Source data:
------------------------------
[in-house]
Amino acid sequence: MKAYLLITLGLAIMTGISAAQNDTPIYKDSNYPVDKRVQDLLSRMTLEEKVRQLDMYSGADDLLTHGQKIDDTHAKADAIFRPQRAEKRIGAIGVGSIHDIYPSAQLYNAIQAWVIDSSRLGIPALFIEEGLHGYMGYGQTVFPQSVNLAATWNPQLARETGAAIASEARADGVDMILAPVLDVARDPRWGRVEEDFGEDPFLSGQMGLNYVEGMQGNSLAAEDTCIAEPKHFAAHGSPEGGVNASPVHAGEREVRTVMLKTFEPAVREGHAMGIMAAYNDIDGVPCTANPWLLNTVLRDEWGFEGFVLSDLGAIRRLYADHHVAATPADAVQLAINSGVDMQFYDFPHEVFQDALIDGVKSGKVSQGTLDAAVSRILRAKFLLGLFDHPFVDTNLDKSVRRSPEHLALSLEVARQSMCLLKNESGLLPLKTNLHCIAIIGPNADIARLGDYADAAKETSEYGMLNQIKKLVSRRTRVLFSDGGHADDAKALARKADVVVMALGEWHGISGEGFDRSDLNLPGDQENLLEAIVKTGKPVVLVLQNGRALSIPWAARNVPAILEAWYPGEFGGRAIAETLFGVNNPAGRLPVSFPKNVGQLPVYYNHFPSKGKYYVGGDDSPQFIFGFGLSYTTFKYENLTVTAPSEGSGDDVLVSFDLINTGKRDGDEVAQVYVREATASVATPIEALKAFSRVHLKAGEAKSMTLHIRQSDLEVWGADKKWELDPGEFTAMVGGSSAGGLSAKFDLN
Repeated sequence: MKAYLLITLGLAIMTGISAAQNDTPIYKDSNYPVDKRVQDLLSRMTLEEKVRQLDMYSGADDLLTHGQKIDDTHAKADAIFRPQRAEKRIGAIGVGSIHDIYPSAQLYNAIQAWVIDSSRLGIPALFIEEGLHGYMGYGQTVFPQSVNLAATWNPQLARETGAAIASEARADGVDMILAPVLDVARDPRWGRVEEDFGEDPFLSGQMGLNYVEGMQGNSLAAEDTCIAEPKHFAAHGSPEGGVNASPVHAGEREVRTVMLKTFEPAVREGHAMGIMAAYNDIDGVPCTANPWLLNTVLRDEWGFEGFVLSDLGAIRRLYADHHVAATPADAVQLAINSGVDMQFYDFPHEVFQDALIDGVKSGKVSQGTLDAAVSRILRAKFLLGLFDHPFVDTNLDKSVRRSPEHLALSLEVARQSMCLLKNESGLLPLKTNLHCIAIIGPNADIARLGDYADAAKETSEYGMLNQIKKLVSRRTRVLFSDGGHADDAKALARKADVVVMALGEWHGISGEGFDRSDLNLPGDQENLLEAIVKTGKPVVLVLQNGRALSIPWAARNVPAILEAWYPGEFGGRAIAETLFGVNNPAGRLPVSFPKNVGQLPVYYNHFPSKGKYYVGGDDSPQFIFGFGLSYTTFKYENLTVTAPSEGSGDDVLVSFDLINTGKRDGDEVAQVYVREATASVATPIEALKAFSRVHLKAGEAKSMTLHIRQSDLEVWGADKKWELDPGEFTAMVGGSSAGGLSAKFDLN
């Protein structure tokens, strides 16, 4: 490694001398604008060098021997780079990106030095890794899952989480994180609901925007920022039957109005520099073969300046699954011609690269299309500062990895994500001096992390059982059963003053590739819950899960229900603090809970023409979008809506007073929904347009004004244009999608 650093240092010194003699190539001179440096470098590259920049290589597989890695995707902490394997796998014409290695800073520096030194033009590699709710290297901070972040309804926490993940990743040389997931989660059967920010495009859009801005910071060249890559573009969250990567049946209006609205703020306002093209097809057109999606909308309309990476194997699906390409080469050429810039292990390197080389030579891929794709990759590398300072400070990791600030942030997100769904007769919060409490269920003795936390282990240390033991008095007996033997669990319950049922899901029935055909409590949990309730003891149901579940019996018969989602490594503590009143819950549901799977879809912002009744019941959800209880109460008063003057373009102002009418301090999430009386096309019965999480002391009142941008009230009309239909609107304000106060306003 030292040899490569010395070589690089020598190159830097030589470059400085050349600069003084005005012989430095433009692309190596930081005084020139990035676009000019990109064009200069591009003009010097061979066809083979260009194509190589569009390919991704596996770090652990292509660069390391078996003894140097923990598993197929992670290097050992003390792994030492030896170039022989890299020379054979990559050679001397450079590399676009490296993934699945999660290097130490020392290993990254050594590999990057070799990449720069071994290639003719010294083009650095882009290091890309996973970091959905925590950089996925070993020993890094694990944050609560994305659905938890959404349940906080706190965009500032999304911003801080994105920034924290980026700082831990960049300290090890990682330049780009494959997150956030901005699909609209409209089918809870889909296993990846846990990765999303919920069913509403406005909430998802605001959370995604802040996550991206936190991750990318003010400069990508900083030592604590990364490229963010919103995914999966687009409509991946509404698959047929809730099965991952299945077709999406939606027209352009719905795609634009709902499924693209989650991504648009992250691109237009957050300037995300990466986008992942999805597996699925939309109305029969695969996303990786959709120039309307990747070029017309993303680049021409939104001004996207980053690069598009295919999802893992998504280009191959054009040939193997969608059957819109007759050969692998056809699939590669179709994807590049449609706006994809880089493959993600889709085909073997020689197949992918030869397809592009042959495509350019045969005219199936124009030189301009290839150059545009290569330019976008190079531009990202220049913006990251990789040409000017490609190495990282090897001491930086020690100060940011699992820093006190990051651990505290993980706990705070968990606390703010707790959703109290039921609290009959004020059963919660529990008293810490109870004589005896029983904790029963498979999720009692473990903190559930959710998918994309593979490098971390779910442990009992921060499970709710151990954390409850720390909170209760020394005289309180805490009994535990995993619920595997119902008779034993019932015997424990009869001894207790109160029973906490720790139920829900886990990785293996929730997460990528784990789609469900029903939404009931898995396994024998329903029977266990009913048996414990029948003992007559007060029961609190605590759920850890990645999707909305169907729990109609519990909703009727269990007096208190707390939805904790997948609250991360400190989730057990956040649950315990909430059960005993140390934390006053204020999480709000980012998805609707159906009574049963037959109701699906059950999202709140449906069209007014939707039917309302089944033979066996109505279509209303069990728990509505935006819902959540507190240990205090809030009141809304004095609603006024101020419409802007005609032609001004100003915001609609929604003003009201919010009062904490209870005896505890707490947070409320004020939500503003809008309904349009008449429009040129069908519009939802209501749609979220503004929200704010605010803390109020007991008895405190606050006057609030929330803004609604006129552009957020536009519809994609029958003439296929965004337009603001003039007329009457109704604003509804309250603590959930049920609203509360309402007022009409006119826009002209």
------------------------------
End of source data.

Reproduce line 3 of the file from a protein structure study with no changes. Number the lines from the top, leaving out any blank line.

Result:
Repeated sequence: MKAYLLITLGLAIMTGISAAQNDTPIYKDSNYPVDKRVQDLLSRMTLEEKVRQLDMYSGADDLLTHGQKIDDTHAKADAIFRPQRAEKRIGAIGVGSIHDIYPSAQLYNAIQAWVIDSSRLGIPALFIEEGLHGYMGYGQTVFPQSVNLAATWNPQLARETGAAIASEARADGVDMILAPVLDVARDPRWGRVEEDFGEDPFLSGQMGLNYVEGMQGNSLAAEDTCIAEPKHFAAHGSPEGGVNASPVHAGEREVRTVMLKTFEPAVREGHAMGIMAAYNDIDGVPCTANPWLLNTVLRDEWGFEGFVLSDLGAIRRLYADHHVAATPADAVQLAINSGVDMQFYDFPHEVFQDALIDGVKSGKVSQGTLDAAVSRILRAKFLLGLFDHPFVDTNLDKSVRRSPEHLALSLEVARQSMCLLKNESGLLPLKTNLHCIAIIGPNADIARLGDYADAAKETSEYGMLNQIKKLVSRRTRVLFSDGGHADDAKALARKADVVVMALGEWHGISGEGFDRSDLNLPGDQENLLEAIVKTGKPVVLVLQNGRALSIPWAARNVPAILEAWYPGEFGGRAIAETLFGVNNPAGRLPVSFPKNVGQLPVYYNHFPSKGKYYVGGDDSPQFIFGFGLSYTTFKYENLTVTAPSEGSGDDVLVSFDLINTGKRDGDEVAQVYVREATASVATPIEALKAFSRVHLKAGEAKSMTLHIRQSDLEVWGADKKWELDPGEFTAMVGGSSAGGLSAKFDLN